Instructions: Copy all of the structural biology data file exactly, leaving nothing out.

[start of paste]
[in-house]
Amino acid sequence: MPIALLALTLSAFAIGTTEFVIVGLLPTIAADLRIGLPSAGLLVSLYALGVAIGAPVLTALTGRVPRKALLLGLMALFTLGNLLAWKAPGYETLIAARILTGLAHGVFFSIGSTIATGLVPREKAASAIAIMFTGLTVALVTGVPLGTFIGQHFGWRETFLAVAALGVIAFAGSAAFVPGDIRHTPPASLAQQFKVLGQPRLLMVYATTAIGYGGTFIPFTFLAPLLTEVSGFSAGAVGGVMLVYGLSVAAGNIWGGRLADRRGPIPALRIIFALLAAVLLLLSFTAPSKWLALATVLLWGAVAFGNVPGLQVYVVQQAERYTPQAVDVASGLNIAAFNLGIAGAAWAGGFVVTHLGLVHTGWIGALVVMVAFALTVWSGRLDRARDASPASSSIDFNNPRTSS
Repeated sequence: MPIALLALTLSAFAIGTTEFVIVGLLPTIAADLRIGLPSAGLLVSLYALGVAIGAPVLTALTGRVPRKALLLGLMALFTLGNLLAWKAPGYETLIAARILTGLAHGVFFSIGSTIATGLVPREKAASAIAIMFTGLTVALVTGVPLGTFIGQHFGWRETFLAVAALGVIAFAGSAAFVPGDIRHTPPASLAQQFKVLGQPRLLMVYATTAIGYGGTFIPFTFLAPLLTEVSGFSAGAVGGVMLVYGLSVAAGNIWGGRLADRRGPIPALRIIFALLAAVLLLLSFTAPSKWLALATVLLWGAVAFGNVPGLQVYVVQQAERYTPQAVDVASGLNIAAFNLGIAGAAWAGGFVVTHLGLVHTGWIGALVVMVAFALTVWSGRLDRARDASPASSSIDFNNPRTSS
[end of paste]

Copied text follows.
[in-house]
Amino acid sequence: MPIALLALTLSAFAIGTTEFVIVGLLPTIAADLRIGLPSAGLLVSLYALGVAIGAPVLTALTGRVPRKALLLGLMALFTLGNLLAWKAPGYETLIAARILTGLAHGVFFSIGSTIATGLVPREKAASAIAIMFTGLTVALVTGVPLGTFIGQHFGWRETFLAVAALGVIAFAGSAAFVPGDIRHTPPASLAQQFKVLGQPRLLMVYATTAIGYGGTFIPFTFLAPLLTEVSGFSAGAVGGVMLVYGLSVAAGNIWGGRLADRRGPIPALRIIFALLAAVLLLLSFTAPSKWLALATVLLWGAVAFGNVPGLQVYVVQQAERYTPQAVDVASGLNIAAFNLGIAGAAWAGGFVVTHLGLVHTGWIGALVVMVAFALTVWSGRLDRARDASPASSSIDFNNPRTSS
Repeated sequence: MPIALLALTLSAFAIGTTEFVIVGLLPTIAADLRIGLPSAGLLVSLYALGVAIGAPVLTALTGRVPRKALLLGLMALFTLGNLLAWKAPGYETLIAARILTGLAHGVFFSIGSTIATGLVPREKAASAIAIMFTGLTVALVTGVPLGTFIGQHFGWRETFLAVAALGVIAFAGSAAFVPGDIRHTPPASLAQQFKVLGQPRLLMVYATTAIGYGGTFIPFTFLAPLLTEVSGFSAGAVGGVMLVYGLSVAAGNIWGGRLADRRGPIPALRIIFALLAAVLLLLSFTAPSKWLALATVLLWGAVAFGNVPGLQVYVVQQAERYTPQAVDVASGLNIAAFNLGIAGAAWAGGFVVTHLGLVHTGWIGALVVMVAFALTVWSGRLDRARDASPASSSIDFNNPRTSS